Easily calculate the factors of any number on Examples.com. Input the number to quickly find all its factors, including prime and composite factors, perfect for math and educational purposes.

A factor is a number that divides another number exactly, leaving no remainder. Factors are essential in mathematics for simplifying expressions, solving equations, and understanding number properties. Every number has at least two factors: 1 and the number itself. Some numbers, known as prime numbers, have only these two factors, while composite numbers have additional factors. Finding factors helps in tasks such as factoring algebraic expressions, calculating the greatest common factor (GCF), and simplifying fractions. Understanding factors is crucial for many areas of math, including number theory, algebra, and geometry.

## How to Find the Factor

### Step 1: Input the Number

Enter the number you want to factor into the **“Number”** input field.

### Step 2: Calculate the Factors

Click on the **“Calculate”** button to process the factors for the entered number.

### Step 3: View the Results

Once you click calculate, the tool will display the factors of the number.

### Step 4: Explore Factor Pairs

Click on the **“Factor Pairs”** button to view pairs of numbers that multiply to give the original number.

### Step 5: Find Prime Factors

Click on the **“Prime Factors”** button to view the prime factors of the number.

## Properties of Factors

**Divisibility**: A factor is a number that divides another number exactly without leaving a remainder. For example, 3 is a factor of 12 because 12 ÷ 3 = 4 with no remainder.**Non-Negative**: Factors of a number are always positive integers, although negative factors can also be used in certain mathematical contexts.**Finite Set**: Every whole number has a finite number of factors. For example, the number 12 has six factors: 1, 2, 3, 4, 6, and 12.**Factor Pairs**: Factors always come in pairs. For example, for 12, the pairs are (1,12), (2,6), and (3,4). These pairs multiply to give the original number.**1 is a Universal Factor**: The number 1 is a factor of every integer, as any number divided by 1 results in the same number.**The Number Itself is a Factor**: Any number is a factor of itself because it divides evenly into itself. For example, 7 is a factor of 7.**Prime Factors**: Prime factors are factors that are prime numbers. Any number can be expressed as a product of prime factors. For example, the prime factors of 12 are 2 and 3.**Common Factors**: If two or more numbers share the same factor, it is called a common factor. For example, the numbers 12 and 18 share the factors 1, 2, 3, and 6.**Greatest Common Factor (GCF)**: The largest factor common to two or more numbers is called the greatest common factor. For example, the GCF of 12 and 18 is 6.**Zero and Negative Numbers**: Zero does not have factors because no number multiplied by another can result in zero. Similarly, factors of negative numbers are the negative counterparts of the positive factors.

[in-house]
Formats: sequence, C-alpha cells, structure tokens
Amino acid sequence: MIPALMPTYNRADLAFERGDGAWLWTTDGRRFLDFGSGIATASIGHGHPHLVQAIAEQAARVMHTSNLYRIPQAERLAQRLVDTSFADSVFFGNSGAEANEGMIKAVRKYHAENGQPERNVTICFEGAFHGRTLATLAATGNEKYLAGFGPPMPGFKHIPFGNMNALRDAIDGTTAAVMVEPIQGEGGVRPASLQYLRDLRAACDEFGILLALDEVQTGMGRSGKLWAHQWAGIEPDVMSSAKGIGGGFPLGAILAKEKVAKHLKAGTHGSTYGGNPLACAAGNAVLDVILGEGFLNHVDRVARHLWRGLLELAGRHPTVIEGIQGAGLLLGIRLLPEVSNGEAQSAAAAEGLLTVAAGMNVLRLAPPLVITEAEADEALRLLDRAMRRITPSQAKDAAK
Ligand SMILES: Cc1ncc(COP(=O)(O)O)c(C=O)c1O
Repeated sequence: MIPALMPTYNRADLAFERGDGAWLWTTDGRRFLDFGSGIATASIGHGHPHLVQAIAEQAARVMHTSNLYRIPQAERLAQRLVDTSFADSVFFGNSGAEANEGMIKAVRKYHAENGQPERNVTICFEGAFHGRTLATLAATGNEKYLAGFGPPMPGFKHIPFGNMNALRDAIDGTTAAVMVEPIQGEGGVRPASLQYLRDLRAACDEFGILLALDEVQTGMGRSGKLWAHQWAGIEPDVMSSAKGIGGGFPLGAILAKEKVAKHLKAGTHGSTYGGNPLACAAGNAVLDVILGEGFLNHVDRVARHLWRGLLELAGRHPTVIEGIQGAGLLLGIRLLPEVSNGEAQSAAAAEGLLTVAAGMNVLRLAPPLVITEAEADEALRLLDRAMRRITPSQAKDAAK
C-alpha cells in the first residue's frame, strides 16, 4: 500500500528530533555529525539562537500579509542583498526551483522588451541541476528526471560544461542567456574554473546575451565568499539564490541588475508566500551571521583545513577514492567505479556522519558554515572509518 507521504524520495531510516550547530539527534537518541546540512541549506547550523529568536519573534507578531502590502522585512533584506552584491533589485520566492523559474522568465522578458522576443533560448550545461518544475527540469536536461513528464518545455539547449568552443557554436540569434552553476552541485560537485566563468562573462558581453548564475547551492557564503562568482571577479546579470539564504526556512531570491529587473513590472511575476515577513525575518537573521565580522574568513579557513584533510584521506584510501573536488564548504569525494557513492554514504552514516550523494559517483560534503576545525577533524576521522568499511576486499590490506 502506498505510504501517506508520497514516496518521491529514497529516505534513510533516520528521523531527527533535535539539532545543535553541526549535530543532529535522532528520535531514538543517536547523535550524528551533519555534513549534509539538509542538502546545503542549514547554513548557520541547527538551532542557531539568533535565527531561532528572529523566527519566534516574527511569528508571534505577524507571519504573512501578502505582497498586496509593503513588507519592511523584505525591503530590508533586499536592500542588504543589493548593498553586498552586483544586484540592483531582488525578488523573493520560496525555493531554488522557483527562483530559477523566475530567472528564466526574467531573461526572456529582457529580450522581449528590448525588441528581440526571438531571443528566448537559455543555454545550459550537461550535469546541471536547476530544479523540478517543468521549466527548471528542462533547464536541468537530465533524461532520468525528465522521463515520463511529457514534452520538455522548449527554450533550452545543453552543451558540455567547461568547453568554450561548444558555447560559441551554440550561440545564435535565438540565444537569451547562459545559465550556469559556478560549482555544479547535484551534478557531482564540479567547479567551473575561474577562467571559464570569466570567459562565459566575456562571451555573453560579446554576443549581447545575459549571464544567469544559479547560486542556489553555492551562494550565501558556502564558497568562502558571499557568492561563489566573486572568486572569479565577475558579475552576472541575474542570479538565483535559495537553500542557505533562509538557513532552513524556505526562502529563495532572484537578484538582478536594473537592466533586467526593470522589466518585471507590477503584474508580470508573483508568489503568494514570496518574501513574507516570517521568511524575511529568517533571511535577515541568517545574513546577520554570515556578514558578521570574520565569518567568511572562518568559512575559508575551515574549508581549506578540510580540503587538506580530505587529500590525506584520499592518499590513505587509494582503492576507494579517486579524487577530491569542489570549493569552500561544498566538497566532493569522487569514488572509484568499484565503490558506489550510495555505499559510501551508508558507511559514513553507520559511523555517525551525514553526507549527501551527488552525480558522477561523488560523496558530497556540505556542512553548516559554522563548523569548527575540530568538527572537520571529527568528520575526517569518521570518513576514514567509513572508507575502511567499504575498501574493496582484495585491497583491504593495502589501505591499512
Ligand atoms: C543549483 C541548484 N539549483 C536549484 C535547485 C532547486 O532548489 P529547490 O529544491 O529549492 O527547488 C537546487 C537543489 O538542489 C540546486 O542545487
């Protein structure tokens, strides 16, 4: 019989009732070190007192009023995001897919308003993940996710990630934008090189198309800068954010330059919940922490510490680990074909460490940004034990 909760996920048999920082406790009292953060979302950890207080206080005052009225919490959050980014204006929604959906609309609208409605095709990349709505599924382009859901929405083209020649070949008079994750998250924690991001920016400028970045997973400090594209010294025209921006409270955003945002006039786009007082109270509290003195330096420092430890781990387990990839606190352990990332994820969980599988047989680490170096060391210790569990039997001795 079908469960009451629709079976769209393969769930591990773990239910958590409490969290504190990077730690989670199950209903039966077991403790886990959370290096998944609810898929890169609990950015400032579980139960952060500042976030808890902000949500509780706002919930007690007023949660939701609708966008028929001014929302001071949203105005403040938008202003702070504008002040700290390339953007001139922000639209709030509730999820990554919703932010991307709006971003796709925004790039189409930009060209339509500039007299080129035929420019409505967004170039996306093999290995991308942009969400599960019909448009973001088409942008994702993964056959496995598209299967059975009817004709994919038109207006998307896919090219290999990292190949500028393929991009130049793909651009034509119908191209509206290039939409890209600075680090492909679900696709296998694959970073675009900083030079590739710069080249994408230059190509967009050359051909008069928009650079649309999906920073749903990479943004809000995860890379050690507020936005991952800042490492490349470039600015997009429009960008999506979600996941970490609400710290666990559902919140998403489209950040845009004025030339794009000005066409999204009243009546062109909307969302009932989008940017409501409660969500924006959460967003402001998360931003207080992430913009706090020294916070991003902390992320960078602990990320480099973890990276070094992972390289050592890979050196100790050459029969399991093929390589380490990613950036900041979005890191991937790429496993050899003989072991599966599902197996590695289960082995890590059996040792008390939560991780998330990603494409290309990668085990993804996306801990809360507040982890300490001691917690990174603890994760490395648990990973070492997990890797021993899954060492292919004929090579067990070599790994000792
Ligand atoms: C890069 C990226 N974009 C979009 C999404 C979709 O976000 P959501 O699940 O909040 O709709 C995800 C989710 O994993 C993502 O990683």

## Factors of Prime and Composite Numbers

Prime Numbers | Composite Numbers |
---|---|

Prime numbers have only 2 factors: 1 and the number itself. | Composite numbers have more than 2 factors. |

Examples: | Examples: |

2: Factors are 1, 2 | 12: Factors are 1, 2, 3, 4, 6, 12 |

3: Factors are 1, 3 | 18: Factors are 1, 2, 3, 6, 9, 18 |